The Beginning of Argo
From 1976 to 1978
Formed in the summer of 1976 by Jo Marquart, Nick Jordan and John Peterson.
The name Anglia Cars had been originally chosen in the hope of securing local sponsorship in East Anglia, where the company was situated. The cars were named Argo (reference to the swift, adventurous ship of Jason and the Argonauts in Greek mythology) but having two separate names became somewhat confusing as the company progressed. Therefore it was later officially renamed Argo Cars Ltd.
Jo and Nick did not waste much time in planning their new venture. (Jo had started his next design two days after the demise of Modus). Nick and Jo had, in many ways, the ideal working relationship. Both were workaholics and totally dedicated to their chosen roles. Jo, volatile and a perfectionist with innovative ideas had by this time, much experience in race car design. Nick, a more placid character, was a superb race mechanic/engineer, who got on well with drivers and those in the workshop.. He had been mechanic to Mo Harness, Roger Williamson and Tony Brise in the past. Due to the dedication of them both and the Team, Argo cars have left a legacy of being built to the highest quality and very many of them are still in existence, and racing, to this day.
They were also fortunate in taking with them from Modus days the precise workmanship of Don Pye. Don had great expertise in engine tuning and later on the Argo company carried out engine rebuilds and tuning within their own engine shop. John Peterson joined them as Sales Director. John had been involved as F3 team manager at Modus. An American who had raced himself, he joined Anglia Cars with enthusiasm to match the others and plenty of experience and connections in the racing world. He had raced F3 cars in Europe in the early 1960's and was a founding-partner in Novamotor in UK.
Their first project was to design a Formula 3 car. Starting in a 'hut' in a cabbage field in the heart of the Norfolk countryside (Saham Toney), and with Jo designing from his home, they began on their venture with little finance but much energy and enthusiasm. Both their wives were involved in the business from the start and, indeed, through the following 18 years of the company's life.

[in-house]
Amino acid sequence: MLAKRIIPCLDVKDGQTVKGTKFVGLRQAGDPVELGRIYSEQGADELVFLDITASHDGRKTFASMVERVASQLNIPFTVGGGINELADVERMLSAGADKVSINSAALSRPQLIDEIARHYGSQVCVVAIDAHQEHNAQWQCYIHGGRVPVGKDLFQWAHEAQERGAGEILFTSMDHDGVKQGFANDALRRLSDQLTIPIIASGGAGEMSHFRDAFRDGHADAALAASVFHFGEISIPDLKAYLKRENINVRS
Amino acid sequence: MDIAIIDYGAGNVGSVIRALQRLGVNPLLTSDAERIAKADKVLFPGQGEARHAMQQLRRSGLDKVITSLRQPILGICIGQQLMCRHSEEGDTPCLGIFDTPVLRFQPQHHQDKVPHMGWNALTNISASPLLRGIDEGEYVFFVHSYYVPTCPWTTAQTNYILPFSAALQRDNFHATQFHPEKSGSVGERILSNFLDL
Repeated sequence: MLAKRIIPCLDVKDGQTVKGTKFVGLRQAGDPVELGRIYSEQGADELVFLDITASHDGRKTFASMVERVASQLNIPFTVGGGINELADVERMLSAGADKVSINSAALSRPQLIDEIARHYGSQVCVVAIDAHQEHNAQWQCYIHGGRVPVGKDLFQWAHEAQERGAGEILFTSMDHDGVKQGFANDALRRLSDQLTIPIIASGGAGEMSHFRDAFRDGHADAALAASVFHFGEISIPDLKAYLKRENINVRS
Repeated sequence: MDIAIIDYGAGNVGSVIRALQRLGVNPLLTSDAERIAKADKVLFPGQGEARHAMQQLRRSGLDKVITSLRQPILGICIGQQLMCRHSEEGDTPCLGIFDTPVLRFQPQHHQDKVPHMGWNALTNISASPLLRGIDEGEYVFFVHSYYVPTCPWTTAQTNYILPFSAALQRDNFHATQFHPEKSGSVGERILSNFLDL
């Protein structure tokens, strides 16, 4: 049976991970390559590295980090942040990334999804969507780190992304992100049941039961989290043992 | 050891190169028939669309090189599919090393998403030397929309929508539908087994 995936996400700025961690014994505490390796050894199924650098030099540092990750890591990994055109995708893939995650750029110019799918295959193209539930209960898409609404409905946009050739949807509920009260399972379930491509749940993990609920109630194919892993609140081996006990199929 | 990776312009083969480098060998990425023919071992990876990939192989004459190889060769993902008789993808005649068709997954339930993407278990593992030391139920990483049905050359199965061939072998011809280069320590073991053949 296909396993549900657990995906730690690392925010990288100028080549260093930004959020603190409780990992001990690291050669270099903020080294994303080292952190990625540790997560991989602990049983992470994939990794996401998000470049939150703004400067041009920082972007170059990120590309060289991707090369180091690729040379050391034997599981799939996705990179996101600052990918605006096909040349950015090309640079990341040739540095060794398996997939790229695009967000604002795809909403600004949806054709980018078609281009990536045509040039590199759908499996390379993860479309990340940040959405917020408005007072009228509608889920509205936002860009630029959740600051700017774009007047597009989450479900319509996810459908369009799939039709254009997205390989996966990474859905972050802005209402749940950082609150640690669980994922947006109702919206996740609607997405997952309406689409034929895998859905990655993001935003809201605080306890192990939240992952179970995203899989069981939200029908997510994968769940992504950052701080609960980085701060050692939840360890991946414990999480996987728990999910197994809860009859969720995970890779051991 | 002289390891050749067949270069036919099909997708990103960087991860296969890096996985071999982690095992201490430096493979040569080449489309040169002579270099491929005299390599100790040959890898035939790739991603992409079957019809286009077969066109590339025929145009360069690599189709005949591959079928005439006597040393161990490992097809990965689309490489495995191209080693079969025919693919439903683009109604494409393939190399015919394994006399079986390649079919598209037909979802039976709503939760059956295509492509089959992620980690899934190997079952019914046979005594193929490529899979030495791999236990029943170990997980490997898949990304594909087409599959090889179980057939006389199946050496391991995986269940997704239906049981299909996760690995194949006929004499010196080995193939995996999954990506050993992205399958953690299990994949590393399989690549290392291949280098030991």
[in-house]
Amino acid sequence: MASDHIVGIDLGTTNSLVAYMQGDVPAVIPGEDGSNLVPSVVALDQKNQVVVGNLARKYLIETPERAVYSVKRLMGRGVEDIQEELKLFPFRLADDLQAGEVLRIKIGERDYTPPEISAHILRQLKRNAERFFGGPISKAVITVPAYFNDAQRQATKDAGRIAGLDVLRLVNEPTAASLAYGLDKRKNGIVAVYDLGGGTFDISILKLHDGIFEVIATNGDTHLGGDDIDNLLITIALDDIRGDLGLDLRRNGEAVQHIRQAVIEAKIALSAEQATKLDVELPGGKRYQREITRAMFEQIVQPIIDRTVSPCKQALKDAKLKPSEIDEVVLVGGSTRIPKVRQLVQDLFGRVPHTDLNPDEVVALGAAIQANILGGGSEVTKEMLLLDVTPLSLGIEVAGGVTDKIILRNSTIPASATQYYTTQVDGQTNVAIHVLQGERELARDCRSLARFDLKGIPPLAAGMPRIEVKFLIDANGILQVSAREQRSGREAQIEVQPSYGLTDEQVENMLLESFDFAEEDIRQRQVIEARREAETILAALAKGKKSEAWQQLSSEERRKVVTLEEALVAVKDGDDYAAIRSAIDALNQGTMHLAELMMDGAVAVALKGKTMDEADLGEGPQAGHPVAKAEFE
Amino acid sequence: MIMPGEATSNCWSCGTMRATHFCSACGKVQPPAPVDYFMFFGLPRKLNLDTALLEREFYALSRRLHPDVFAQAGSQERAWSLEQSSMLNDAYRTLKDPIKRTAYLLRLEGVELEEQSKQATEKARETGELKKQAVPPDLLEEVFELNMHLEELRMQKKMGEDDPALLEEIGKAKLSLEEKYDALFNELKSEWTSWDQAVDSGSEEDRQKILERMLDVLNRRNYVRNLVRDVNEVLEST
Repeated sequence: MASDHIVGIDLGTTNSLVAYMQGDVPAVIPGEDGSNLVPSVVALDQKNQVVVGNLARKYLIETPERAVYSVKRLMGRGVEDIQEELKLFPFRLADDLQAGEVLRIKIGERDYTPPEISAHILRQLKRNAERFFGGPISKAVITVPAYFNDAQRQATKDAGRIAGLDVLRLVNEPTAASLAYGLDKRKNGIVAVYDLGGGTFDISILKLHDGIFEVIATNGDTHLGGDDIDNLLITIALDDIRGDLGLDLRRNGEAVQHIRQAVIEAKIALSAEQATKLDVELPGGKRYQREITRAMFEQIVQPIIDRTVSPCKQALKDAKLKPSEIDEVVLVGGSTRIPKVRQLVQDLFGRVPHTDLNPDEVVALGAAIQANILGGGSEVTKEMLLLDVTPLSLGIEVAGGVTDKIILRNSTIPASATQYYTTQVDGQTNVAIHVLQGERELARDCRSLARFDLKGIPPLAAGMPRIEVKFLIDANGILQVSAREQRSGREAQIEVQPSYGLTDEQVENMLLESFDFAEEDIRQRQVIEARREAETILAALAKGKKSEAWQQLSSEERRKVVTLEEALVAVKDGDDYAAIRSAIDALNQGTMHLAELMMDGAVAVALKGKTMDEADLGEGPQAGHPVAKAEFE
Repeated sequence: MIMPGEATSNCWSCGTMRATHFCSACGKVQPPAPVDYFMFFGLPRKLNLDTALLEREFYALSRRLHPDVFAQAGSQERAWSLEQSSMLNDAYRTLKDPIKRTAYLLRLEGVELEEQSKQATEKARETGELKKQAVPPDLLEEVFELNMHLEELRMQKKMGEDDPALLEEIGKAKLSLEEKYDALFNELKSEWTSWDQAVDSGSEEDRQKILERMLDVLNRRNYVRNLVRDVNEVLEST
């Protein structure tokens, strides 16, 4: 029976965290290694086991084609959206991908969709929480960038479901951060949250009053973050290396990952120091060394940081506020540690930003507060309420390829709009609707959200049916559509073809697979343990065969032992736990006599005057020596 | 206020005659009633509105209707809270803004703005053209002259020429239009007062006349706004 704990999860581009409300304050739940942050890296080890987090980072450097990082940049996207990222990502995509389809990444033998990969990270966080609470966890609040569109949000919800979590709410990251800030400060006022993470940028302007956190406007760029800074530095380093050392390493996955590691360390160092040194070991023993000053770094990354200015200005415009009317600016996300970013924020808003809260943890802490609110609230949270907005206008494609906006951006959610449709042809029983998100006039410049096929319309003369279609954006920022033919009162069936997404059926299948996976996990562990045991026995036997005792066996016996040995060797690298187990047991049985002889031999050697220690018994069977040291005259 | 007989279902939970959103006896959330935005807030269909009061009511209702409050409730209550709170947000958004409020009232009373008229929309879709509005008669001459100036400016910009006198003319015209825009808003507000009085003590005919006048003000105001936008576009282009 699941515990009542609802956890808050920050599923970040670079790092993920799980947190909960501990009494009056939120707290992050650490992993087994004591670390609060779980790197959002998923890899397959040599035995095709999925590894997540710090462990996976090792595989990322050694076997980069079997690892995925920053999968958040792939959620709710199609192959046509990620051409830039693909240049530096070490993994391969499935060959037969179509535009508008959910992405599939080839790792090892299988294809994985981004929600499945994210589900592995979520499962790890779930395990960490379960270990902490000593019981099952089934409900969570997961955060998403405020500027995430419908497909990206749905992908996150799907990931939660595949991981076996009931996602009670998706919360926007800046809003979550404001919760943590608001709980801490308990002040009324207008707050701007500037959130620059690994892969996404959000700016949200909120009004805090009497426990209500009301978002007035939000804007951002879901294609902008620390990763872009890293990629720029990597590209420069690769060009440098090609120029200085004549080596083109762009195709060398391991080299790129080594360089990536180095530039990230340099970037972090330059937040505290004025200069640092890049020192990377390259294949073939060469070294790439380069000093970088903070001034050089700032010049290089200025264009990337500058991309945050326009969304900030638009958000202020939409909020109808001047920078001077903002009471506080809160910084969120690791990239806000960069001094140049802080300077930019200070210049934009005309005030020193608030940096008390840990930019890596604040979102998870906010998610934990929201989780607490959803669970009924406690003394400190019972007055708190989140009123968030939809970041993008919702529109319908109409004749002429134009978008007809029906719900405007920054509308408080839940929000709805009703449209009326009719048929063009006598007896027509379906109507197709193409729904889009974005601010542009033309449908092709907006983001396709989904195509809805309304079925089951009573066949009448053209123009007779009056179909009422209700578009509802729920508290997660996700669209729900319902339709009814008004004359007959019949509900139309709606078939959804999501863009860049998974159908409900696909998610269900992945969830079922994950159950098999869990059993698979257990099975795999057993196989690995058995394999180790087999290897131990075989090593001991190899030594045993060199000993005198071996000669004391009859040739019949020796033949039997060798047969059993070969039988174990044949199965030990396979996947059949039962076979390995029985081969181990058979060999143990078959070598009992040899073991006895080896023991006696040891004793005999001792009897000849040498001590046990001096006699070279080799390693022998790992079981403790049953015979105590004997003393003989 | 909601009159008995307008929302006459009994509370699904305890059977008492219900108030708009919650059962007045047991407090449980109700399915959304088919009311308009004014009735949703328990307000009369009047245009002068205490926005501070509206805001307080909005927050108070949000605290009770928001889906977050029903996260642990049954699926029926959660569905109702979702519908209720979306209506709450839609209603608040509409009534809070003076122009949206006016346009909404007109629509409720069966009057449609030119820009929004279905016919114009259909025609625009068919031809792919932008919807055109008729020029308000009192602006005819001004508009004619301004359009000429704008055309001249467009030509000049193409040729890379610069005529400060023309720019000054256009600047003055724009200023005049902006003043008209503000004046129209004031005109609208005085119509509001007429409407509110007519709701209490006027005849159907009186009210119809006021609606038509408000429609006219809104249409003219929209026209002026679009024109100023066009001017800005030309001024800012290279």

Fortunately, thanks to Lotus in particular, there were plenty of small specialist companies in the area to turn to as suppliers. As well as good connections to the rest of the country with the A11 and Norwich Airport. Also Snetterton was close at hand. In a short while larger premises were found in Griston. Not the ex-GRD premises, as sometimes reported, but an empty factory which had been making sofas. The potential could be seen and it was quickly converted into a place to build racing cars. Much later on, Jo was to design and have built the impressive premises which stand there today.
On February 27th 1977 Argo JM1-001 was completed. Unsurprisingly, it was an evolution of the Modus design. The Argo was a refined version with less bodywork and proved its quality in that its specification was unchanged (apart from the inclusion of an engine cover and a revised rear wing) from the first to the final race of the season.
The Swiss driver, Ruedi Gygax, had hired cars penned by Jo before and decided to put his money down for a European season. His racing year proved his faith in the fledgling company was justified.